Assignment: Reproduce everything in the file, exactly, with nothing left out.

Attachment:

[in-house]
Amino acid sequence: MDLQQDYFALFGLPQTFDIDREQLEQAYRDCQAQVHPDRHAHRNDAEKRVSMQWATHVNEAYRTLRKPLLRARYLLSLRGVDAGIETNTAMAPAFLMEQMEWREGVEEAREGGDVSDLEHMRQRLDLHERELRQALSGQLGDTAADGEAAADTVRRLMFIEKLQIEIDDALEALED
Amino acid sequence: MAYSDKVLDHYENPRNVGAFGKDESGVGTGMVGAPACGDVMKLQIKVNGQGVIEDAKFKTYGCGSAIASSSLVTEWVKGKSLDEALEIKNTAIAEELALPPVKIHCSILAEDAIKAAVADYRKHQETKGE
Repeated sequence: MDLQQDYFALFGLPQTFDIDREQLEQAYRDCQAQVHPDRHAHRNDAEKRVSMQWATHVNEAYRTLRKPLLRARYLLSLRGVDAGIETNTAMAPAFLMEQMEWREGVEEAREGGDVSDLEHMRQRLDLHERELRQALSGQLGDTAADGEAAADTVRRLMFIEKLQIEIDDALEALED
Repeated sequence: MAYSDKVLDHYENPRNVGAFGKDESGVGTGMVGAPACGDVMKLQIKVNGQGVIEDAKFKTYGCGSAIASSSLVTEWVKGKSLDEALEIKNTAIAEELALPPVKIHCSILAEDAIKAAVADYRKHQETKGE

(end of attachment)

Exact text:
[in-house]
Amino acid sequence: MDLQQDYFALFGLPQTFDIDREQLEQAYRDCQAQVHPDRHAHRNDAEKRVSMQWATHVNEAYRTLRKPLLRARYLLSLRGVDAGIETNTAMAPAFLMEQMEWREGVEEAREGGDVSDLEHMRQRLDLHERELRQALSGQLGDTAADGEAAADTVRRLMFIEKLQIEIDDALEALED
Amino acid sequence: MAYSDKVLDHYENPRNVGAFGKDESGVGTGMVGAPACGDVMKLQIKVNGQGVIEDAKFKTYGCGSAIASSSLVTEWVKGKSLDEALEIKNTAIAEELALPPVKIHCSILAEDAIKAAVADYRKHQETKGE
Repeated sequence: MDLQQDYFALFGLPQTFDIDREQLEQAYRDCQAQVHPDRHAHRNDAEKRVSMQWATHVNEAYRTLRKPLLRARYLLSLRGVDAGIETNTAMAPAFLMEQMEWREGVEEAREGGDVSDLEHMRQRLDLHERELRQALSGQLGDTAADGEAAADTVRRLMFIEKLQIEIDDALEALED
Repeated sequence: MAYSDKVLDHYENPRNVGAFGKDESGVGTGMVGAPACGDVMKLQIKVNGQGVIEDAKFKTYGCGSAIASSSLVTEWVKGKSLDEALEIKNTAIAEELALPPVKIHCSILAEDAIKAAVADYRKHQETKGE